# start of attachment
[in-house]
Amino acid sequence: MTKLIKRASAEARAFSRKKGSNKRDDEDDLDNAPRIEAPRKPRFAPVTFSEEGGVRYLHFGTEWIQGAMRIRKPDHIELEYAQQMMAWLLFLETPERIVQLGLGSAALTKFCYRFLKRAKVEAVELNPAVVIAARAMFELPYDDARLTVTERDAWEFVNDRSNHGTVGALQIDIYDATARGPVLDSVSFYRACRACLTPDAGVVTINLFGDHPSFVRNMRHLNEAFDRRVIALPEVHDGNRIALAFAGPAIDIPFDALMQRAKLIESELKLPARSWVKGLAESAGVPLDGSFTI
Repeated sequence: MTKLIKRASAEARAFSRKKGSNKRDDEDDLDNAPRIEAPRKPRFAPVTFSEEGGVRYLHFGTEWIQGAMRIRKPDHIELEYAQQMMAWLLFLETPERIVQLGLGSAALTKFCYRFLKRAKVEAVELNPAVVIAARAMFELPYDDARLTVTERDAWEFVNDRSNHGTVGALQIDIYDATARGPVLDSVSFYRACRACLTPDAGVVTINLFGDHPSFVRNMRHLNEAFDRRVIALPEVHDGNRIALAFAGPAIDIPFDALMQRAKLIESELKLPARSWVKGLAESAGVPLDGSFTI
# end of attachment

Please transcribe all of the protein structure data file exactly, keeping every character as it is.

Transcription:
[in-house]
Amino acid sequence: MTKLIKRASAEARAFSRKKGSNKRDDEDDLDNAPRIEAPRKPRFAPVTFSEEGGVRYLHFGTEWIQGAMRIRKPDHIELEYAQQMMAWLLFLETPERIVQLGLGSAALTKFCYRFLKRAKVEAVELNPAVVIAARAMFELPYDDARLTVTERDAWEFVNDRSNHGTVGALQIDIYDATARGPVLDSVSFYRACRACLTPDAGVVTINLFGDHPSFVRNMRHLNEAFDRRVIALPEVHDGNRIALAFAGPAIDIPFDALMQRAKLIESELKLPARSWVKGLAESAGVPLDGSFTI
Repeated sequence: MTKLIKRASAEARAFSRKKGSNKRDDEDDLDNAPRIEAPRKPRFAPVTFSEEGGVRYLHFGTEWIQGAMRIRKPDHIELEYAQQMMAWLLFLETPERIVQLGLGSAALTKFCYRFLKRAKVEAVELNPAVVIAARAMFELPYDDARLTVTERDAWEFVNDRSNHGTVGALQIDIYDATARGPVLDSVSFYRACRACLTPDAGVVTINLFGDHPSFVRNMRHLNEAFDRRVIALPEVHDGNRIALAFAGPAIDIPFDALMQRAKLIESELKLPARSWVKGLAESAGVPLDGSFTI